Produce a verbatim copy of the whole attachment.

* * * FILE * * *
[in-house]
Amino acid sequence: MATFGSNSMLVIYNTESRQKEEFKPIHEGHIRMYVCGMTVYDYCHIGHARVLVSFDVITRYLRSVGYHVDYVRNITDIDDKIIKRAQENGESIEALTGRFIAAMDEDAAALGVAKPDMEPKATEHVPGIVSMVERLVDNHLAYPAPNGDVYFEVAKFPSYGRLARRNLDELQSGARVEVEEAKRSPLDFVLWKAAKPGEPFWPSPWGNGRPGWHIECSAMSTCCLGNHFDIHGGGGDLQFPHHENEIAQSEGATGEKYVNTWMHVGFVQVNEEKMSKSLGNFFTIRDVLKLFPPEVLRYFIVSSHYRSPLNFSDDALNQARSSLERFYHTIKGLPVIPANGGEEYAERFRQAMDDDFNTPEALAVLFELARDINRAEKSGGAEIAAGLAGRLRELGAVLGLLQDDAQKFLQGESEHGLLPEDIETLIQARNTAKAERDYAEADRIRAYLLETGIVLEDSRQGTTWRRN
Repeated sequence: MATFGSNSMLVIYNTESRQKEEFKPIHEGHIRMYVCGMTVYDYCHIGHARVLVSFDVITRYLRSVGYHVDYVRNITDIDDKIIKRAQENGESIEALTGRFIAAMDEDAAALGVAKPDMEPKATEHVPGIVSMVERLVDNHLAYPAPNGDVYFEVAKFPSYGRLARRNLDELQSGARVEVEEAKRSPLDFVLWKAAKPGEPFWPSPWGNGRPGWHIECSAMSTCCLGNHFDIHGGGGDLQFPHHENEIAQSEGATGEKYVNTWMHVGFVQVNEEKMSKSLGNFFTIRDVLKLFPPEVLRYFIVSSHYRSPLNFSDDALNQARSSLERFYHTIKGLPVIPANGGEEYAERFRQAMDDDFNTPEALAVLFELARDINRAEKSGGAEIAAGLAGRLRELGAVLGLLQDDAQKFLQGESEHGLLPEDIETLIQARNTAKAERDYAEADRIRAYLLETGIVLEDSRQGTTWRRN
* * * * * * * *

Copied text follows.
[in-house]
Amino acid sequence: MATFGSNSMLVIYNTESRQKEEFKPIHEGHIRMYVCGMTVYDYCHIGHARVLVSFDVITRYLRSVGYHVDYVRNITDIDDKIIKRAQENGESIEALTGRFIAAMDEDAAALGVAKPDMEPKATEHVPGIVSMVERLVDNHLAYPAPNGDVYFEVAKFPSYGRLARRNLDELQSGARVEVEEAKRSPLDFVLWKAAKPGEPFWPSPWGNGRPGWHIECSAMSTCCLGNHFDIHGGGGDLQFPHHENEIAQSEGATGEKYVNTWMHVGFVQVNEEKMSKSLGNFFTIRDVLKLFPPEVLRYFIVSSHYRSPLNFSDDALNQARSSLERFYHTIKGLPVIPANGGEEYAERFRQAMDDDFNTPEALAVLFELARDINRAEKSGGAEIAAGLAGRLRELGAVLGLLQDDAQKFLQGESEHGLLPEDIETLIQARNTAKAERDYAEADRIRAYLLETGIVLEDSRQGTTWRRN
Repeated sequence: MATFGSNSMLVIYNTESRQKEEFKPIHEGHIRMYVCGMTVYDYCHIGHARVLVSFDVITRYLRSVGYHVDYVRNITDIDDKIIKRAQENGESIEALTGRFIAAMDEDAAALGVAKPDMEPKATEHVPGIVSMVERLVDNHLAYPAPNGDVYFEVAKFPSYGRLARRNLDELQSGARVEVEEAKRSPLDFVLWKAAKPGEPFWPSPWGNGRPGWHIECSAMSTCCLGNHFDIHGGGGDLQFPHHENEIAQSEGATGEKYVNTWMHVGFVQVNEEKMSKSLGNFFTIRDVLKLFPPEVLRYFIVSSHYRSPLNFSDDALNQARSSLERFYHTIKGLPVIPANGGEEYAERFRQAMDDDFNTPEALAVLFELARDINRAEKSGGAEIAAGLAGRLRELGAVLGLLQDDAQKFLQGESEHGLLPEDIETLIQARNTAKAERDYAEADRIRAYLLETGIVLEDSRQGTTWRRN